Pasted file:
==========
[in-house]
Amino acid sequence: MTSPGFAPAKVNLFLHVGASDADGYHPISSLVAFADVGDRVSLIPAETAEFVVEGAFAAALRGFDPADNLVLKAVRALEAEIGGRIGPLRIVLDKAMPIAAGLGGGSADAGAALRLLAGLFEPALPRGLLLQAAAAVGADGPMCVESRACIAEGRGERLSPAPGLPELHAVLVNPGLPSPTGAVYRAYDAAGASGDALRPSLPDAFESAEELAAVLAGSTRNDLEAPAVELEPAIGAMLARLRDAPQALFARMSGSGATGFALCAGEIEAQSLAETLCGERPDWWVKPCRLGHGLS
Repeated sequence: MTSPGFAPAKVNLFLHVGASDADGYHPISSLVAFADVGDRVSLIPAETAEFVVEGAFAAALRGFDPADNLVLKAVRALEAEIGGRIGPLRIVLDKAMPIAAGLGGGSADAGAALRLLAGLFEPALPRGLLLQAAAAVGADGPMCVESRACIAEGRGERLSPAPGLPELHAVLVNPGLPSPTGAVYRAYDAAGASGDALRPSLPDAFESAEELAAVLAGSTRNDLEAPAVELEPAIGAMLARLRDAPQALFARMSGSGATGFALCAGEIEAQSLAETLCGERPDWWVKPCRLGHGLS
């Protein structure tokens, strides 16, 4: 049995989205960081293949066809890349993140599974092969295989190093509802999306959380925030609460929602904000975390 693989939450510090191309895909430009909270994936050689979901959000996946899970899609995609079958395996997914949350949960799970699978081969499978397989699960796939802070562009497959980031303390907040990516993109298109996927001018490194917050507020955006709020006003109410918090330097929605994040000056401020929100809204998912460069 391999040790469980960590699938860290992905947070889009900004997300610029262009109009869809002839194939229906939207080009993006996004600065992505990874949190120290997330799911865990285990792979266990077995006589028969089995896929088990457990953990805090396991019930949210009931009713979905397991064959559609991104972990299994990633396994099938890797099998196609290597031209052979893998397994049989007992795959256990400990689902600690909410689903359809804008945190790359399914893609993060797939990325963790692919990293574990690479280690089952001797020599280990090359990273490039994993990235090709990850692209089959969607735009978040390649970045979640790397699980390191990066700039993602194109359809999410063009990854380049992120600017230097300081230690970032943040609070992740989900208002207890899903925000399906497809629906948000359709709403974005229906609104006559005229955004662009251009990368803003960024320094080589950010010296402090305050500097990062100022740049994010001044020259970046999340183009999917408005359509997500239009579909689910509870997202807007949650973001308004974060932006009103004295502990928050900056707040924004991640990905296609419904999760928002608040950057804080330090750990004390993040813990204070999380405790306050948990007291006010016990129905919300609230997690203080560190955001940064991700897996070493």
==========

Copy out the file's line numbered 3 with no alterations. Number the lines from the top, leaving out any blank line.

Repeated sequence: MTSPGFAPAKVNLFLHVGASDADGYHPISSLVAFADVGDRVSLIPAETAEFVVEGAFAAALRGFDPADNLVLKAVRALEAEIGGRIGPLRIVLDKAMPIAAGLGGGSADAGAALRLLAGLFEPALPRGLLLQAAAAVGADGPMCVESRACIAEGRGERLSPAPGLPELHAVLVNPGLPSPTGAVYRAYDAAGASGDALRPSLPDAFESAEELAAVLAGSTRNDLEAPAVELEPAIGAMLARLRDAPQALFARMSGSGATGFALCAGEIEAQSLAETLCGERPDWWVKPCRLGHGLS